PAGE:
The other day, I spent a ridiculous amount of time lying in bed, drinking coffee and diagnosing my cat with a variety of mental health disorders, courtesy of WebMD, because that’s how I roll.

The WebMD site boasts a plethora of information about health and medical news, and in their very own words, they are trustworthy and credible.

I bet.

Unconvinced with their offerings, I moved on to Google, and typed in, ‘I think my cat is mental’, where lo and behold, I was swiftly offered an abundance of websites clambering for my attention.

I scrolled through pages and pages of results, feeling a mixture of encouragement (it seems that there are a lot of cat-owners out there with serious concerns about the mental stability of their much-loved moggies), and disenchantment (feline related anxiety and depression ain’t cutting it, Google, damn it).

About to give up, my eyes suddenly trained upon a website titled ‘Profile of a Sociopath’. Bingo! After a quick skim of the text, however, I soon realised that this particular website was designed with humans in mind. Not to be perturbed, I read on, all the while keeping my cat’s everyday behaviour in mind:

‘Profile of a Sociopathcat’:

  • Glibness and superficial charm: Rolls on to her back in a coy manner, presenting her fluffy tummy to be tickled and eyeing me with adorable, I love you eyes. Generally when she wants something.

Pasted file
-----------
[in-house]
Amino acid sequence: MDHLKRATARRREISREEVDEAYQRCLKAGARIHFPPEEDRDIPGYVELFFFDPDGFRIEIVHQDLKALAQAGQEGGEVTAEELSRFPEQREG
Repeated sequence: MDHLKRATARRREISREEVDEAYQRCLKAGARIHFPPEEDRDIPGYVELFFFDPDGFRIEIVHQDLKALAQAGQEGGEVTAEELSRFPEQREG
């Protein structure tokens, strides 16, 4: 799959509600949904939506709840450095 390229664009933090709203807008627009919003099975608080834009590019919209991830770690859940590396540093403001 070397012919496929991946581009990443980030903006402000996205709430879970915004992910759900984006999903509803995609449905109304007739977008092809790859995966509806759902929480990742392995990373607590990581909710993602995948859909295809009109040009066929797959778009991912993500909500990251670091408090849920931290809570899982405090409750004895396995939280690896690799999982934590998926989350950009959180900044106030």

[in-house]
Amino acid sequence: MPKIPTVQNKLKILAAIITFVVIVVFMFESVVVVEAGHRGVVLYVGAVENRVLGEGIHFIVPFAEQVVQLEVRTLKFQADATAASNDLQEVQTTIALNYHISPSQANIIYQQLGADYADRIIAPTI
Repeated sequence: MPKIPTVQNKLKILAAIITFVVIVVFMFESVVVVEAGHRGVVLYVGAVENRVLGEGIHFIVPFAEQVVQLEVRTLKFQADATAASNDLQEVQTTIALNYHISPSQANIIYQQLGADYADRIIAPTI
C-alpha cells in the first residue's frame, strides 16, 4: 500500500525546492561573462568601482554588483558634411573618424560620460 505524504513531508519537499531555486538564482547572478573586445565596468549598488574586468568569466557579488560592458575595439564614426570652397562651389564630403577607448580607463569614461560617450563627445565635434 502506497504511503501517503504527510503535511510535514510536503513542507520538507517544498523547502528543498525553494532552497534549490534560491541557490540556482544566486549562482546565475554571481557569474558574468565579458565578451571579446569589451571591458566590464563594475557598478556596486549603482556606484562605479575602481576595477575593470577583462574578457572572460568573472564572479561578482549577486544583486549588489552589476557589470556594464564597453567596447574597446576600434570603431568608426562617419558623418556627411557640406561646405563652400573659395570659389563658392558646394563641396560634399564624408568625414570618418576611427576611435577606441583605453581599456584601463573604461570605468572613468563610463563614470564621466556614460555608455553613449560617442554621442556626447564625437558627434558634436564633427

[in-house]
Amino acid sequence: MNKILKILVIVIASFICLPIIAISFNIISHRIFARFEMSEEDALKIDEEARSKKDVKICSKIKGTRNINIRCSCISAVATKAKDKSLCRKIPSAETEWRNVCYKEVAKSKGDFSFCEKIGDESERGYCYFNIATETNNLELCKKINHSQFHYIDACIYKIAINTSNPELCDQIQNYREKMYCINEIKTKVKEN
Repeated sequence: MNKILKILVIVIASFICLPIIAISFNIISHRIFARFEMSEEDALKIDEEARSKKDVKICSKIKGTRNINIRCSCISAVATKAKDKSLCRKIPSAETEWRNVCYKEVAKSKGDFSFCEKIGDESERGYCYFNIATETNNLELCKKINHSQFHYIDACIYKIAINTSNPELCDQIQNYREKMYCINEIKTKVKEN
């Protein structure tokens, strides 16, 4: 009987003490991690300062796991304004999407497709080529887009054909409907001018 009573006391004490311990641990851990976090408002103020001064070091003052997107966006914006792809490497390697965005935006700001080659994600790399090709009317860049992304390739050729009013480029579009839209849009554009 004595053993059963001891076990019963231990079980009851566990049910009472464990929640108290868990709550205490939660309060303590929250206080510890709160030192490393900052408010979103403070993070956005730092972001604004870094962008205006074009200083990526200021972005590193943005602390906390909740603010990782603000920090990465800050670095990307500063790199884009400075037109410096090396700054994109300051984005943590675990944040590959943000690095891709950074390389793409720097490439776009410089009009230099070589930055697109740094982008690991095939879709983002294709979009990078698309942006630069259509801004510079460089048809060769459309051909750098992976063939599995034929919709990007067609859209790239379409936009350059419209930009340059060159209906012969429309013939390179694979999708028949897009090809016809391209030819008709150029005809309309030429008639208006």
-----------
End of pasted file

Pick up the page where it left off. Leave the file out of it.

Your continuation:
• Grandiose sense of self: Parades around my home like she fucking owns it. Will forcibly attack me if I so much as dare to walk past her in the hallway.
  • Can create, and get caught up in, a complex belief about their own powers and abilities. Such as believing that she is the size and strength of a large dog.
  • Rage and abuse, alternating with small expressions of love and approval produce an addictive cycle for abuser and abused, as well as creating hopelessness in the victimShe seems to want to be stroked, I respond to this by stroking her. She bites me. Wash, rinse, repeat. Generally until I am bleeding.
  • Outraged by insignificant matters, yet remaining unmoved and cold by what would upset a normal person cat. Terrified of pigeons, yet cooly watches loud fireworks from the window without even flinching.
  • Feels entitled to certain things as ‘their right’: Such as my food, my bed, my chair, my laptop keyboard, my magazine – even when I’m reading it.
  • Incapacity for love: Unless cat-treats are involved.
  • Early behaviour problems:

Adopting a sleeping position not dissimilar to roadkill.

  • No sense of personal boundaries: Watches me shower and use the toilet, thinks nothing of putting her bottom in my face – especially when I am eating, steals food from my plate when I leave it unattended, has been known to poo in the bath, mostly when it is raining and she can’t be bothered to go outside.
  • Covertly hostile and domineering, seeing their victim owner as merely an instrument to be used. They may dominate and humiliate their victims. Yes, yes and yes.

Don’t be fooled by her cuteness. I’m warning you.